Boris Pasche, M.D., Ph.D., FACP
Photo: Boris Pasche





Elected 2007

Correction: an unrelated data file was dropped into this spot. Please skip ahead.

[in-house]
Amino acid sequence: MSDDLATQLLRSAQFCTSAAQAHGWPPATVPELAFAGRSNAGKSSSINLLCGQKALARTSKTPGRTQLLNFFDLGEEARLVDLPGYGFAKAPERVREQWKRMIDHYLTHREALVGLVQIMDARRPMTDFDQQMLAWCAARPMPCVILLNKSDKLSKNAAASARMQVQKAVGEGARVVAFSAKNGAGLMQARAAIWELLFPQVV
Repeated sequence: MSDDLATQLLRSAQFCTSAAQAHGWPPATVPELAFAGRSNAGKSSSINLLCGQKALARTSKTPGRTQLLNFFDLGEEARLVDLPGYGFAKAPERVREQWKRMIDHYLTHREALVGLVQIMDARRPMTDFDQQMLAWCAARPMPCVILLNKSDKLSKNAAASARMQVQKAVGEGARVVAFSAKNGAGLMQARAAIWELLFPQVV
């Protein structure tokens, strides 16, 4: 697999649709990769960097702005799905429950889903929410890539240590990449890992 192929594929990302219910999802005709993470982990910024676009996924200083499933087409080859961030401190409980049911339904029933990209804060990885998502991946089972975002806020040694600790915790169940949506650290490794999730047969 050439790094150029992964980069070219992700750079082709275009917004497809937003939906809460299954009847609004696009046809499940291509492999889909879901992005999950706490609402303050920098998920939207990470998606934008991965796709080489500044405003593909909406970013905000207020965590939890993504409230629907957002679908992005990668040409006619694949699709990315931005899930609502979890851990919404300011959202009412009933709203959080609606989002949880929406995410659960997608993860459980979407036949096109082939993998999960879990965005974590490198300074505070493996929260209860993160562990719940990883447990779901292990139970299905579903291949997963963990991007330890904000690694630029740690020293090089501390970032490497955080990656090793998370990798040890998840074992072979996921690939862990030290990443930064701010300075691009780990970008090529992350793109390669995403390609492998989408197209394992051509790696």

Studies of twins indicate that approximately 27% of breast cancers and 35% of colorectal cancers are inherited. High-penetrance tumor susceptibility genes only account for a small fraction of these common cancers. The remainder of the unexplained familial risk is presumably due to other high penetrance genes but polygenic mechanisms and low penetrance tumor susceptibility genes are likely to account for a greater proportion of familial breast and colorectal cancers. In a search for mutations of the type I TGF-β receptor (TGFBR1) we have identified a common variant, TGFBR1*6A, which has a deletion of three GCG triplets coding for alanine within a nine alanine (9A) repeat of TGFBR1 signal sequence. In normal epithelial cells TGFBR1*6A mediates TGF-β growth inhibitory signals less effectively than TGFBR1 and in cancer cells it may switch growth-inhibitory signals into growth-stimulatory signals. This important allele is emerging as a common breast and colon cancer susceptibility allele. Using a novel mouse model of Tgfbr1 haploinsufficiency we have shown that constitutively decreased Tgfbr1 signaling is a potent modifier of colorectal cancer in mice and humans. This led to the identification of TGFBR1 haplotypes associated with colorectal cancer and non-small cell lung cancer risk. We have also pioneered the use of amplitude-modulated electromagnetic field as a novel therapeutic approach in oncology. Our lab focuses on the role of the Transforming Growth Factor Beta (TGF-β) pathway in cancer development and progression with a focus on naturally-occurring variants such as TGFBR1*6A and constitutively decreased expression of TGFBR1. We are developing novel in vitro and in vivo models of radiofrequency electromagnetic fields exposure to assess the mechanism of action of amplitude-modulated electromagnetic fields in cancer.